BROWNSTEIN: That's what's the most troubling, I thought, in this report. I mean kind of the insularity and the arrogance. Not so much the specifics of the e-mails, but about the kind of leadership style and what it says about how you might be as president. I did a panel a couple of years ago when Jim Baker and George Mitchell were winning the Lifetime achievement Award from the National Academy of Public Administration, and they each said the same thing, the toughest thing was to find someone who could tell a president they were wrong. And what was -- what was -- what was, I thought, most apparent in this report was that there was no one around her who was willing to tell her that she was wrong. And when people tried to raise questions, they were told to be quiet. That is a -- that was ominous traits for a president.But what about Trump? Are people around him able to tell him he's wrong? Peggy Noonan brought that up:
NOONAN: We talked about people around Hillary can't tell -- tell her the truth.... Who around Donald Trump says to him, boss, stop this, don't do that anymore, it's not nice?Speaking of Noonan, she also said this:
NOONAN: When you look at the tape of Mrs. Clinton saying things about the e-mails that have been shown to not of them true in the IG thing, she has been -- I hate to say lied, but she has lied coolly and -- in a creamy, practiced way. It doesn't look good.Creamy... I wrote that word down to search for in the transcript. Hillary lied in a coolly... creamy, practiced way.
ADDED: On the ABC show "This Week," Dianne Feinstein, the Hillary Clinton proxy, was confronted by Jonathan Karl:
KARL: But Mrs. Clinton has said -- that it was widely known that she was using her personal email. But, if you look at this report, it says that when State Department staffers expressed concerns about the arrangement, their supervisor, quote, "instructed the staff never to speak of the secretary's personal email system again." That sure sounds like somebody trying to hide something.Feinstein's answer was so weak, I almost don't want to copy it here. I'm embarrassed for her having to say something, but here it is:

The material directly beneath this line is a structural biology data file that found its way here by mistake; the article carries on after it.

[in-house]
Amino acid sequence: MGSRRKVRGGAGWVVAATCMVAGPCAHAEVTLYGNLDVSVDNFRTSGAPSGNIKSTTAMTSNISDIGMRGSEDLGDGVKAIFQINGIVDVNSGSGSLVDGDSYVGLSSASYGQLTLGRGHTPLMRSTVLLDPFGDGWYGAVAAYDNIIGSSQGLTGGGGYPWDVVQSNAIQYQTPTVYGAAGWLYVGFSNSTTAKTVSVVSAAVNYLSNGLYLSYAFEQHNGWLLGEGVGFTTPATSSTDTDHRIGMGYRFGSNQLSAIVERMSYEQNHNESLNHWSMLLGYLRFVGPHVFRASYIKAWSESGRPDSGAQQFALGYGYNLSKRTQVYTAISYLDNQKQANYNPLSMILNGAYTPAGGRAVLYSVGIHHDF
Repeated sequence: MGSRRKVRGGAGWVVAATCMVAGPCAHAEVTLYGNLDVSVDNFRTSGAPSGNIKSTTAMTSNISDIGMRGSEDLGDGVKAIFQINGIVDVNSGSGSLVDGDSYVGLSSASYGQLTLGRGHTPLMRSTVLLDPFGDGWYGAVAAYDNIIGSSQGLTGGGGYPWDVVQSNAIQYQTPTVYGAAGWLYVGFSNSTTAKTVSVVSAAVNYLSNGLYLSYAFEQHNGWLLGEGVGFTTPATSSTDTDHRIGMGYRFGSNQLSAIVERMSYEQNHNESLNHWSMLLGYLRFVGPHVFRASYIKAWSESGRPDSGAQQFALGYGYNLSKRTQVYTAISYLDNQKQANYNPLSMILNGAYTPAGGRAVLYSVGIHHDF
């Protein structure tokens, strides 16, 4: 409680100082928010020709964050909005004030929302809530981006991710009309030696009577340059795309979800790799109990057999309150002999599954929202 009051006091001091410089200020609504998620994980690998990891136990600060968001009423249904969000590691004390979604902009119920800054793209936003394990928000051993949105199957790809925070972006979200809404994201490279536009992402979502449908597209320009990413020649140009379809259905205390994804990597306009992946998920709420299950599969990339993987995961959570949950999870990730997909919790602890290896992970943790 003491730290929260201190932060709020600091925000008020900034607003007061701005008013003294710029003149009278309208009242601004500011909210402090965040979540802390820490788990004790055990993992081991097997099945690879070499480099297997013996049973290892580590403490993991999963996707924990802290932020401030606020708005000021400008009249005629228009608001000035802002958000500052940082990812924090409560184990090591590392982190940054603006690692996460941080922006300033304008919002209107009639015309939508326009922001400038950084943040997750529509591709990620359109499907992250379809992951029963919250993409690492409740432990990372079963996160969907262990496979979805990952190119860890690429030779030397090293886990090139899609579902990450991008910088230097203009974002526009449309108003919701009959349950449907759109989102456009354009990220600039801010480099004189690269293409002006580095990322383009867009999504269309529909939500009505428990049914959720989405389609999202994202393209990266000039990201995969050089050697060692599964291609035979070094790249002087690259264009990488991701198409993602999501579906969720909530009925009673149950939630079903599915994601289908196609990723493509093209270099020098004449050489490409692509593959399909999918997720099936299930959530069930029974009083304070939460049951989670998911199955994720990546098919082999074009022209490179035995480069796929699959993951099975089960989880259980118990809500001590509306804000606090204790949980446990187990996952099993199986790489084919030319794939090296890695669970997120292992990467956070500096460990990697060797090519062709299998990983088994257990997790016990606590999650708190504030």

FEINSTEIN: Whoa, wait a second. I don't believe she was trying to hide anything. I've known Hillary for a quarter of a century. Let me tell you what I do think, I think this is a woman who wants a little bit of a private life. She wants to be able to communicate with husband, with daughter, with friends, and not have somebody looking over her shoulder into her emails. Having said that, it is what it is. And you know I don't think we should make a federal case over it.Let's unpack that:
1. "Whoa, wait a second." Stalling for time.
2. "I don't believe she was trying to hide anything." Denial.
3. "I've known Hillary for a quarter of a century." Trying to vouch for her, but, really, owning up to bias. One likes one's friends.
4. "Let me tell you what I do think, I think this is a woman who wants a little bit of a private life. She wants to be able to communicate with husband, with daughter, with friends, and not have somebody looking over her shoulder into her emails." This is the heart of the argument, and it seems to evoke female privilege, to beg for deference to Hillary as a woman, but it's a kind of deference that, if we really believed it, would disqualify Hillary from working as Secretary of State and as President.
5. "Having said that...." The classic, empty transitional phrase.
6. "... it is what it is." That's just giving up!
7. "And you know I don't think we should make a federal case over it." And now she's regressed to talking the way I remember kids talking in grade school in the 1950s, when I didn't have the slightest idea what a "federal case" was. The fact is, obviously this is a federal case!